The CW started 2018 with the launch of Black Lightning, its latest superhero series based on a DC character. The show continued its first season momentum with a panel midday Sunday at WonderCon, taking the stage at the Anaheim Convention Center’s arena.
Executive producer and showrunner Salim Akil opened the panel by introducing this Tuesday’s new episode, “Sins of the Father,” which was screened in full for the audience. Following the episode, Akil was joined by Black Lightning writers Pat Charles (writer of this week’s episode), Adam Giaudrone and Lamont Magee, with Jacqueline Coley of Black Girl Nerds serving as moderator.
Asked about what the show has accomplished in its first season, Akil said, “What we wanted to do, what we started with, was the premise of the Tuskegee experiments.” Akil said that when you look at drug problems in communities, you realize the drugs don’t come from there: “You have to ask yourself, how does that get into the community? We wanted to examine that in our own way. It’s timing. We’re talking about guns, we’re talking about kids, and we’re talking about the effect the government can have on your community.”
Coley asked about writing the character of Tobias Whale, depicted on the show by Marvin “Krondon” Jones III. “I was fortunate enough to write the episode that looked into his past,” Giaudrone said. “Villains don’t see themselves as villains. To see a little bit of where it started from, and then get the payoff of him confronting his father — that’s perfect superhero fodder to play with.”
Magee discussed writing the character of Jennifer Pierce, played by China Anne McClain. “How does a family who really knows each other hide something from each other? I just played with that.”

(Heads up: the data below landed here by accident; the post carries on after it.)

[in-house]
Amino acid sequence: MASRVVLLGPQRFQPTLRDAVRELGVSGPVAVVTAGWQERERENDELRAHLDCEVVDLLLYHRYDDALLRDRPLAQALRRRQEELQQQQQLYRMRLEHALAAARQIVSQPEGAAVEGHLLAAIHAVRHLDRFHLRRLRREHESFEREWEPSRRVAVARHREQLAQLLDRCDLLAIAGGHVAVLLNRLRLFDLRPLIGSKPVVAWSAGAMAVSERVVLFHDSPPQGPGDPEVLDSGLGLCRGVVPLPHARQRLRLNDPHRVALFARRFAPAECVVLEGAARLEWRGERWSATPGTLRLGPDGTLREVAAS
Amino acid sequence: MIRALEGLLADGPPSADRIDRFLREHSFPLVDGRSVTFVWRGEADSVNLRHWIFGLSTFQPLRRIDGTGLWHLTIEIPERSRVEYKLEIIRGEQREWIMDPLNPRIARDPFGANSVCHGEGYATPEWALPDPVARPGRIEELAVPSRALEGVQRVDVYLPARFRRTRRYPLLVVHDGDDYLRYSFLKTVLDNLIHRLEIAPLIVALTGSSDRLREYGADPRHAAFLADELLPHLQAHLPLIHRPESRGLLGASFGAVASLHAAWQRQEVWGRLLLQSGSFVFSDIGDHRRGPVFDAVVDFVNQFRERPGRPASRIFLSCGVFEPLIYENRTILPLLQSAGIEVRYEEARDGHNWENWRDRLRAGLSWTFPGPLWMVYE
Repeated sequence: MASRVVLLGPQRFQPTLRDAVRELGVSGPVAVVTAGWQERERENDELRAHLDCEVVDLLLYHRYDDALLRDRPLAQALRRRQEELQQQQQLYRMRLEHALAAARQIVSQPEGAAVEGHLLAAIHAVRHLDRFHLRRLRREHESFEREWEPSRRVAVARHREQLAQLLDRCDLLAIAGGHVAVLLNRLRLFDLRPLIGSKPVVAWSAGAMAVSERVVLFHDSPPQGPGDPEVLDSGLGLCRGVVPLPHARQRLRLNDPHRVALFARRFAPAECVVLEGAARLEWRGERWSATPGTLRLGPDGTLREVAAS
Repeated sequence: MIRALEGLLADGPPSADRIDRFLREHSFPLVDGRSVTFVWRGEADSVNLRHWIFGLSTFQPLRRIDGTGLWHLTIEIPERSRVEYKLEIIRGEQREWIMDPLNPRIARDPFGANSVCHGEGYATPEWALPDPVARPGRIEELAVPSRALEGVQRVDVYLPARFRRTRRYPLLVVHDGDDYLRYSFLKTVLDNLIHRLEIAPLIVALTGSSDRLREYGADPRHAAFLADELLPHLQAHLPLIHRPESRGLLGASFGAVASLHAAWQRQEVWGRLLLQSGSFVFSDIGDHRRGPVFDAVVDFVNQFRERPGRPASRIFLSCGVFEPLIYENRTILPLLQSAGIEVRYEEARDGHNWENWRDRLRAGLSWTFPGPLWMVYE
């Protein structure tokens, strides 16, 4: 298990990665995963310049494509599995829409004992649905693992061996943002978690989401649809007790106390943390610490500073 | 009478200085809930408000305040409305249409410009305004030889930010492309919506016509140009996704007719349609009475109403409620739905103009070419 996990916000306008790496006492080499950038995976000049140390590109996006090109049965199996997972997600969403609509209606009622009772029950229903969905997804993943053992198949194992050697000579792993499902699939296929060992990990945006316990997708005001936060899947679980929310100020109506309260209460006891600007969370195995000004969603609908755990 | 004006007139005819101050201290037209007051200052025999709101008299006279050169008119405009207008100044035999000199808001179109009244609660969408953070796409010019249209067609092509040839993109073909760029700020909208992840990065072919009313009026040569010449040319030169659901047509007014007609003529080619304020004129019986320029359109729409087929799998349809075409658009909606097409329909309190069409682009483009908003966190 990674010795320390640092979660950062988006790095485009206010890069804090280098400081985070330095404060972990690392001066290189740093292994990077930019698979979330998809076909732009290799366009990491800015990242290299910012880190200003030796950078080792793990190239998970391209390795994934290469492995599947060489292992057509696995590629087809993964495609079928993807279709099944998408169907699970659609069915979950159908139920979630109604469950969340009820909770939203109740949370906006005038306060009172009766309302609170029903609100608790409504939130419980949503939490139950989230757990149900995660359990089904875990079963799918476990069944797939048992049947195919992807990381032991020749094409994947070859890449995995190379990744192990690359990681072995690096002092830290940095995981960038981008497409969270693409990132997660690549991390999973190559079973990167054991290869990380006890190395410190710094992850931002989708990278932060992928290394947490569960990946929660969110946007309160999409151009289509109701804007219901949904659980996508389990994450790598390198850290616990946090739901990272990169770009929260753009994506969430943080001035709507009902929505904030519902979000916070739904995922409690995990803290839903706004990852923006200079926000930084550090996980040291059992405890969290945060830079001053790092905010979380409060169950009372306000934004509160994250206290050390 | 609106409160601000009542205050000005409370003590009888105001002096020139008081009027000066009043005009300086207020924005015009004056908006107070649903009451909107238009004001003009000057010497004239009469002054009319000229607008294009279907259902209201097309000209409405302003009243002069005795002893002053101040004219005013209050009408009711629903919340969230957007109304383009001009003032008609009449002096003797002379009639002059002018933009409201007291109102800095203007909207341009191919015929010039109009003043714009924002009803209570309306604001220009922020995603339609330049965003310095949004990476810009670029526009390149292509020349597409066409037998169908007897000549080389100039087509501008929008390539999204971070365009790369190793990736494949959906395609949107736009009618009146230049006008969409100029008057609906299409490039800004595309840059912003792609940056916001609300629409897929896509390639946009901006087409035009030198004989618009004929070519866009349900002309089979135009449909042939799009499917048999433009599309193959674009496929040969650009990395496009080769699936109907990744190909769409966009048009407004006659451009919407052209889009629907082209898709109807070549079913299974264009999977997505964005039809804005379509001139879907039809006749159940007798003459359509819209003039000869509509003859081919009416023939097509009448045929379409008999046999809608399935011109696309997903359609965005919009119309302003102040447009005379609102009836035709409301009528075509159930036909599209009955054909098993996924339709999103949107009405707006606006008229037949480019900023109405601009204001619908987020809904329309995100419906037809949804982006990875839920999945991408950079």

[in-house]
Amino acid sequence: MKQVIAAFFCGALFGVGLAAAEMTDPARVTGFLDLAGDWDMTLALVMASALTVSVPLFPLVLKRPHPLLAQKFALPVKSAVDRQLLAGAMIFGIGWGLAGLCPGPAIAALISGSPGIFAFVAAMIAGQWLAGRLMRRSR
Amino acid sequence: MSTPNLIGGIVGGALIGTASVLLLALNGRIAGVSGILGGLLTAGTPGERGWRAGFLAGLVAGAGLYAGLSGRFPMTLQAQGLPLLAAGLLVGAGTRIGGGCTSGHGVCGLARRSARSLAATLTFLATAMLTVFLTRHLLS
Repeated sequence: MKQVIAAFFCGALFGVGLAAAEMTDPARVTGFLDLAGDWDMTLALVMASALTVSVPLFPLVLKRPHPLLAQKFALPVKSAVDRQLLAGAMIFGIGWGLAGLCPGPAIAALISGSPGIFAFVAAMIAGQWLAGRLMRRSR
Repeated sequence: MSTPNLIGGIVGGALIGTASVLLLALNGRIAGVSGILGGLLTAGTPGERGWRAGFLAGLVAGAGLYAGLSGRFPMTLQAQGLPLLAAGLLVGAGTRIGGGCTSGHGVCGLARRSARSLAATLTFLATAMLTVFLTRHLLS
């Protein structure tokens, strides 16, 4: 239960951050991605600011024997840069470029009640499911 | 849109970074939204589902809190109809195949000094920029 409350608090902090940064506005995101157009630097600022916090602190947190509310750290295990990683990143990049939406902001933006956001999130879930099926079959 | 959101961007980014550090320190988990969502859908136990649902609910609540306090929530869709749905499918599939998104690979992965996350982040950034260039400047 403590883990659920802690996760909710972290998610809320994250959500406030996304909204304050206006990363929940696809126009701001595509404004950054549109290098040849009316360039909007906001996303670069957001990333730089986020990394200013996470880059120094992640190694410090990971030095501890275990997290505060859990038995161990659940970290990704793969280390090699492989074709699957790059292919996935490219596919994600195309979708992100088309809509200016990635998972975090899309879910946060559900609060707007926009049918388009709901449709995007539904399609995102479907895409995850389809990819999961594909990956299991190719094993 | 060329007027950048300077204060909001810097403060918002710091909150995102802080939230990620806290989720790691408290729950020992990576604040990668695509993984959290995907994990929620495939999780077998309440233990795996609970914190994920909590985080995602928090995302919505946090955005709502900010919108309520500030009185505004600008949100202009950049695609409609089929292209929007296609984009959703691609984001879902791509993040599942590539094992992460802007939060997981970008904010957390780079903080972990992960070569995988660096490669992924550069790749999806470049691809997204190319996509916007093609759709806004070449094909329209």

Moving to Anissa Pierce/Thunder, played by Nafessa Williams, Coley pointed out the character was the first black female queer superhero in live-action, which is faithful to Thunder’s depictions in comics. Akil said writing each character came naturally to him when writing the pilot.
“When I finished, I was like, ‘Oh shit, this does not look like you’re regular superhero show, I don’t know how people are going to take it,'” Akil said. “But when we did the second episode, when I saw the love scene between them, it was so elegant and so truthful, that I knew we had done something, because I hadn’t seen that moment on network television before. I was really happy that it turned out the way that it did, and it got the response that it did. I get so much love from everyone, telling us how appreciative they are, that we kept the character true to the comic book.”
“We didn’t want to do a ‘very special episode’ where she comes out,” Akil continued. “This is real life. It’s not abnormal. Since the day I had consciousness, I had people around me who had different views, different sexual orientations. It’s not a big deal to me, and I didn’t make it a big deal on the show.”
First fan question: What DC superhero would the panelists want to see in Black Lightning? Akil answered Batman. But what would he do on the show? “I gotta keep that in my head, but I think it would be very, very dynamic. Reading the comics, the one thing I love about their relationship is, it was Batman who was almost like his therapist. I like hat idea. We’ll see.”
Will Black Lightning cross over with other DC shows? “I don’t know,” Akil said. “I want people to get to know Jefferson Pierce and his family. Right now, by bringing anybody else to it, it could be confusing. It’s a lot of characters, and I really want people to settle in first. Everything is possible, but right now I’m not planning it.”
Final question of the panel: A student teacher asked if the panelists had advice on how to balance being a teacher and a hero. “Is there a difference?” Magee asked. “I wouldn’t be here today it it wasn’t for six teachers in my life that gave me the motivation to believe I can move past my circumstances.”
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